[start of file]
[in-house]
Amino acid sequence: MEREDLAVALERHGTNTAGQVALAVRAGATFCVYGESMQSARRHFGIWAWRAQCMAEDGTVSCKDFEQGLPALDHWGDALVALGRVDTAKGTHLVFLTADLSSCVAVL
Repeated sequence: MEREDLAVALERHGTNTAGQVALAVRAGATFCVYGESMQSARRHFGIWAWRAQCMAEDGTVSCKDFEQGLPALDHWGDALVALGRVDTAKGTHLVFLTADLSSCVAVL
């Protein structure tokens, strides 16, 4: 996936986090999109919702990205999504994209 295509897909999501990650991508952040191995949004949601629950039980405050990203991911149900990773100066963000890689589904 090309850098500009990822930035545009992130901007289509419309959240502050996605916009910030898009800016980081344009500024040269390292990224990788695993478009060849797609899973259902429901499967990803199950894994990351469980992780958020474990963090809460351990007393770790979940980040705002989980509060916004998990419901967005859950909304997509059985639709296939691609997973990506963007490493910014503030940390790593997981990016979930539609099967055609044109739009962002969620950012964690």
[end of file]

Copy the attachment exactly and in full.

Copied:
[in-house]
Amino acid sequence: MEREDLAVALERHGTNTAGQVALAVRAGATFCVYGESMQSARRHFGIWAWRAQCMAEDGTVSCKDFEQGLPALDHWGDALVALGRVDTAKGTHLVFLTADLSSCVAVL
Repeated sequence: MEREDLAVALERHGTNTAGQVALAVRAGATFCVYGESMQSARRHFGIWAWRAQCMAEDGTVSCKDFEQGLPALDHWGDALVALGRVDTAKGTHLVFLTADLSSCVAVL
């Protein structure tokens, strides 16, 4: 996936986090999109919702990205999504994209 295509897909999501990650991508952040191995949004949601629950039980405050990203991911149900990773100066963000890689589904 090309850098500009990822930035545009992130901007289509419309959240502050996605916009910030898009800016980081344009500024040269390292990224990788695993478009060849797609899973259902429901499967990803199950894994990351469980992780958020474990963090809460351990007393770790979940980040705002989980509060916004998990419901967005859950909304997509059985639709296939691609997973990506963007490493910014503030940390790593997981990016979930539609099967055609044109739009962002969620950012964690």